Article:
One of my earliest recollections is seeing famous radio personality Arthur Godfrey waving from the cockpit of a DC-3. Even though I was only 4 or 5, I can still hear his folksy, gravely voice coming from the radio on the kitchen wall, and the aura of affection it generated among listeners. His radio show was sponsored by Chase and Sandborne, and we affectionately called him Awful Coffee.
After a stint in the Navy and then the Coast Guard before WW2, Godfrey won a talent contest in 1930 singing and playing the ukulele. His success landed him a weekly radio show, and he went on to become an announcer at Baltimore's WFBR, now WJZ. He moved to Washington and became a staff announcer for NBC-owned WRC until 1934.
He started flying in 1929 but in 1931 was invovled in an automobile accident on the way to a flying lesson. The injury kept him from flying duty in WW2, but he served in the Navy as a public affairs officer.
As a celebrity, he cajole the Navy into qualifying him as a Naval Aviator and he eventually became carried qualified and earned a green instrument card. He played those tickets against the Air Force, who successfully recruited him into their reserve corp as well. At one time during the 1950s, Godfrey had flown every active aircraft in the military inventory at one time or another.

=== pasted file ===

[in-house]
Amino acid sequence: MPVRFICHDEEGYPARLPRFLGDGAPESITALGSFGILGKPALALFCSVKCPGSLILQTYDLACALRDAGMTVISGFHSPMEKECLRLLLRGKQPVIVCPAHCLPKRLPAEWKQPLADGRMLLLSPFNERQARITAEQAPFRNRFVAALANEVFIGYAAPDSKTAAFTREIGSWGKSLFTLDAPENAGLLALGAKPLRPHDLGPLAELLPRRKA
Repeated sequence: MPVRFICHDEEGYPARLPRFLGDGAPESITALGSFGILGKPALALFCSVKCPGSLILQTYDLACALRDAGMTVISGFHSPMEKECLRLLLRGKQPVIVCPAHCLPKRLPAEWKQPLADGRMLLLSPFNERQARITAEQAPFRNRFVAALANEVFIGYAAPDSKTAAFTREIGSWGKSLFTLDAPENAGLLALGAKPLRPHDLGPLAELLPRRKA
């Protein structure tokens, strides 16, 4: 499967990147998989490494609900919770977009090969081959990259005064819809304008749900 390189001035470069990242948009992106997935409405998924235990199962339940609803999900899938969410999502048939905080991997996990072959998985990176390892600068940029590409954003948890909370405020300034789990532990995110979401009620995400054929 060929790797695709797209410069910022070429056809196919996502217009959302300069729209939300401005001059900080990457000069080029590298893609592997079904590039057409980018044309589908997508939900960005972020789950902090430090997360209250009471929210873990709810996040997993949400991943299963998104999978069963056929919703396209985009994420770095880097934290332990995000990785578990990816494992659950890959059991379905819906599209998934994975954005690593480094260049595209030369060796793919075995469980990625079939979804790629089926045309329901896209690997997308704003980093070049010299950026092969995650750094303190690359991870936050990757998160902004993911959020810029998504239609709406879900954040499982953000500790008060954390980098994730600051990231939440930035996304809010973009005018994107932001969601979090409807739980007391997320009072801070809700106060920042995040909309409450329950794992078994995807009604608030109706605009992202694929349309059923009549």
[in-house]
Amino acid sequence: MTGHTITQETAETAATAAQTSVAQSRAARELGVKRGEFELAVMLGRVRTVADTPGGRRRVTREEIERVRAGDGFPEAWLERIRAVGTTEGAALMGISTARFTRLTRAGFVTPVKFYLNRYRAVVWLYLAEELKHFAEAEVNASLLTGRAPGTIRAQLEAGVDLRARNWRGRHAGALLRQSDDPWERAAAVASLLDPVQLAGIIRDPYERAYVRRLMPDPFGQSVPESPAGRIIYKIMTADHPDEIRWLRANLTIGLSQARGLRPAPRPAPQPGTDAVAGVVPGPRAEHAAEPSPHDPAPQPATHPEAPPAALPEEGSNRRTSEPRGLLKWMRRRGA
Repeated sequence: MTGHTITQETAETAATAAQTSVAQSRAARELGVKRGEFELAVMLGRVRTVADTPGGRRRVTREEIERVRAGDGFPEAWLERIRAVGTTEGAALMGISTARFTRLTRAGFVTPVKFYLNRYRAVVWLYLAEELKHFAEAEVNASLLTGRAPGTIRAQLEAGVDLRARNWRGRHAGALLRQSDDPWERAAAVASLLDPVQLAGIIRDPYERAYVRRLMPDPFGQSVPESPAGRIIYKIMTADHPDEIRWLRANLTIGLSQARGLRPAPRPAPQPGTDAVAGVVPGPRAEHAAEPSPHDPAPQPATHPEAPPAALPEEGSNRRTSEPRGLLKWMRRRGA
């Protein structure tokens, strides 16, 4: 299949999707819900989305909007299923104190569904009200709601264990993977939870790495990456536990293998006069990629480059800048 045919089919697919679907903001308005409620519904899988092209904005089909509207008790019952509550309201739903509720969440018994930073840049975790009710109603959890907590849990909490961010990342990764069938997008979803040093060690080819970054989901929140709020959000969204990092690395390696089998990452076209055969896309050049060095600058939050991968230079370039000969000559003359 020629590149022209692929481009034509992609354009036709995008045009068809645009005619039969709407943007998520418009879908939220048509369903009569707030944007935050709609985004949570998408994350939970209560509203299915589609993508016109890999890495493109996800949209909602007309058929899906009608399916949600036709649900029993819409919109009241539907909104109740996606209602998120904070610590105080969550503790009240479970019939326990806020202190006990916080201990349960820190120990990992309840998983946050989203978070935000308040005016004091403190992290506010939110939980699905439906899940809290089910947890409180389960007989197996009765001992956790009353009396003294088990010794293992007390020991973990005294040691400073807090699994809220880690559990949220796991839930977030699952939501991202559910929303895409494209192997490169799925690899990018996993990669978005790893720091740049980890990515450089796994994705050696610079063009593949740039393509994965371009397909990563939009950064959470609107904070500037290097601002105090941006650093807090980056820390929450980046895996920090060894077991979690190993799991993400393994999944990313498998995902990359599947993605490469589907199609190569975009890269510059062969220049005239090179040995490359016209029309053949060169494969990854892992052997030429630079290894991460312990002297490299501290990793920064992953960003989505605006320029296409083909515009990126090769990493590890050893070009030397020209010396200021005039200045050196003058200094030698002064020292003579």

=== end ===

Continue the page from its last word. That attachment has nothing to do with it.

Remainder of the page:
His continued unpaid shilling for Eastern Airlines earned him the undying gratitude of good friend WW1 flying ace Eddie Rickenbacker who was the president of the airline. Captain Eddie is featured in the following 48 minute movie shot in 1953. Wait till you watch them feather three engines leaving just #4 to keep the Connie aloft! This flick is a virtual time machine back to the post-war years of vintage aviation, including a GCA approach and a supersonic dive with famed Lockheed test pilot Tony Levier (and a totally inaccurate description).
Godfrey was such a good friend of United that Rickenbacker took a retiring DC-3, fitted it out with an executive interior and DC-4 engines, and presented it to Godfrey, who then used it to commute to the studios in New York City from his huge Leesburg, Virginia farm every Sunday night. Today, a young friend—a Falcon captain for BAE—has a house on the land that was Godfrey's "Old Cow Pasture."
In January 1954, Godfrey buzzed the control tower of Teterboro Airport in his Douglas DC-3. His license was suspended for six months. Godfrey claimed the windy conditions that day required him to turn immediately after takeoff, but in fact he was peeved with the tower because they wouldn't give him the runway he asked for. Unrepentant, this song, written and sung by Godfrey, followed.